Former President Barack Obama is jumping into the fight against misinformation with urgency, catching a years-long private fascination in the open as he makes the issue a key pillar of his post-presidency.
More than a decade after the false and infamous “birther” conspiracy theory was promulgated by his political opponents, including then-private citizen Donald Trump, Obama hopes his personal experience with disinformation and knowledge of its ramifications can help determine the best way to regulate social media platforms that promulgate misinformation and find ways to respond to what he calls the “internet lunatic demand” that has filled a void as local media have decreases.
Obama’s efforts have been extensive, say the former president’s confidants and outside advisers with experience in the tech industry, with Obama arranging meetings and conversations with academics, activists, researchers, tech industry, media executives, former government officials and former regulators. People who have met the former president describe him as gripped by the issue, showing up to meetings with handwritten notes and questions and often referring to his reading on the subject, including reports from the RAND Corporation and the Aspen Institute, and a partisan media research study by David Broockman and Joshua Kalla.
Eric Schultz, an adviser to Obama, said the former president sees misinformation as a “crossing line for all the challenges we face right now,” including the pandemic, climate change and injustice. racial. And for Obama, Schultz added, “the arc of this issue also follows the arc of his public life” – while social media helped get Obama elected in 2008, misinformation that has spread across different platforms also accelerated during his tenure.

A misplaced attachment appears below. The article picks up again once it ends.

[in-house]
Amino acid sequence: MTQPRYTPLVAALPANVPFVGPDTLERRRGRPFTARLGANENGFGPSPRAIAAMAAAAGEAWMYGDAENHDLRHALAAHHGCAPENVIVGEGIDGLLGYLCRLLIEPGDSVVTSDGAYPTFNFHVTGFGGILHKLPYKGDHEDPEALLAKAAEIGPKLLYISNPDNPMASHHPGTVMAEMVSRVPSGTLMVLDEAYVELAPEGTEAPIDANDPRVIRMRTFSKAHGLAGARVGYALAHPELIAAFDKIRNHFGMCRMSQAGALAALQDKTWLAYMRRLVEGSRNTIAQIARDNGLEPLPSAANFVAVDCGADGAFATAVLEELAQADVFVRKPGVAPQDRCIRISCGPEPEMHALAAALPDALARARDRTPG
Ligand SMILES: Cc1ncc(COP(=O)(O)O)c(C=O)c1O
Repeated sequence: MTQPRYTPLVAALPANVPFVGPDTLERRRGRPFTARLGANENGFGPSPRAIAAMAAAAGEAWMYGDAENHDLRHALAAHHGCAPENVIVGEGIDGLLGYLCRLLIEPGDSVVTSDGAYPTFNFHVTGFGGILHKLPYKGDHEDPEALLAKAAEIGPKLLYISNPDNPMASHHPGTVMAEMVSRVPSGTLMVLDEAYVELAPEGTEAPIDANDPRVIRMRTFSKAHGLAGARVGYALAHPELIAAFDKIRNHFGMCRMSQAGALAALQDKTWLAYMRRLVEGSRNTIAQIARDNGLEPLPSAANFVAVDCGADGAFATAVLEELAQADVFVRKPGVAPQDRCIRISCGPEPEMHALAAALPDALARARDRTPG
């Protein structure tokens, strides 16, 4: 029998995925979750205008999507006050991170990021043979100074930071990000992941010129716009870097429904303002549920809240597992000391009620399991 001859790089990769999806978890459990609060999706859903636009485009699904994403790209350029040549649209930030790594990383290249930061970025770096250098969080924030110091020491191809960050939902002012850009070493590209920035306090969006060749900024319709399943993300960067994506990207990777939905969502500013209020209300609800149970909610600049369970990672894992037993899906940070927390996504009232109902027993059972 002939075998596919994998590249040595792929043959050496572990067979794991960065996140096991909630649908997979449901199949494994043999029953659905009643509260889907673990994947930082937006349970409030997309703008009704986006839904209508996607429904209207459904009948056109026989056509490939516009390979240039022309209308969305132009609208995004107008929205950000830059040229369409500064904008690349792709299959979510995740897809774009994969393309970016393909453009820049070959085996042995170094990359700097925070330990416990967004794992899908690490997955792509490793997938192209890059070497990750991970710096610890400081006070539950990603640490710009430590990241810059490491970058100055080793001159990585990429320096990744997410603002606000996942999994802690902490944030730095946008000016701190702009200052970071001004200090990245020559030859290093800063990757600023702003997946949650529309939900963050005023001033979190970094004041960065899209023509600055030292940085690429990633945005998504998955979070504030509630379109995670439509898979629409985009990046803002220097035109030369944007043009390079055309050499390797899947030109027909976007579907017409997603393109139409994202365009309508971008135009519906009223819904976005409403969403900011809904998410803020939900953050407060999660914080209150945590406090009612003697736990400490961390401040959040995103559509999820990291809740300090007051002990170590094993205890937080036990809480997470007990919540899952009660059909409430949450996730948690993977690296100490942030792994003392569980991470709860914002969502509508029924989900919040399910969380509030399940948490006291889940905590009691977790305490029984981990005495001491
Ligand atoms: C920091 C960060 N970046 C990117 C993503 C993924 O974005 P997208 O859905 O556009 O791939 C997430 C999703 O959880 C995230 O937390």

Obama made that goal public on Wednesday when he headlined a conversation about misinformation at a conference sponsored by the University of Chicago Institute of Politics and The Atlantic magazine. He will elaborate on the subject later in the month when he delivers a keynote address at a conference at Stanford University.
“It is difficult for me to see how we will win the ideas competition if, in fact, we are not able to agree on a basis of acts which allows the market of ideas to function,” said Obama said Wednesday, lamenting that attendees had access to all the information they wanted on their phones, there were still large swathes of Americans who believed the 2020 election was stolen from Trump and the vaccine against the coronavirus was not something they needed.
Obama admitted that he “struggled with a lot of things” during his presidency, including “the degree to which information, disinformation was weaponized”. But remembering his tenure, he said he and his team “underestimated how democracies were as vulnerable to (misinformation) as they were, including our own.” On unsubstantiated questions about his place of birth, he said: “It was not an example of misinformed people. There was an agenda behind this promotion which was clearly a false fact.
Obama told the hearing Wednesday that he could “draw a direct line” between his time on the campaign trail and the proliferation of lies about his birthplace and the lie that his iconic health care law established ” death signs” for older Americans, as Republican vice-presidential candidate Sarah Palin put it in 2008.
“There was what has been called the decadence of truth. There has been an erosion of what was considered acceptable to say in the press, period. It’s all pre-social media,” he said. “And then when social media comes in, I think you’ve seen it spread and accelerate. … I think it’s actually in my second term that you start to see only bad information, but you also start to see an acceleration of misinformation.
“And in 2016, that’s when, well, we know what happened,” Obama said, trailing off, acknowledging what everyone in the room knew – the same man who pushed the birth conspiracy theory was elected as his successor.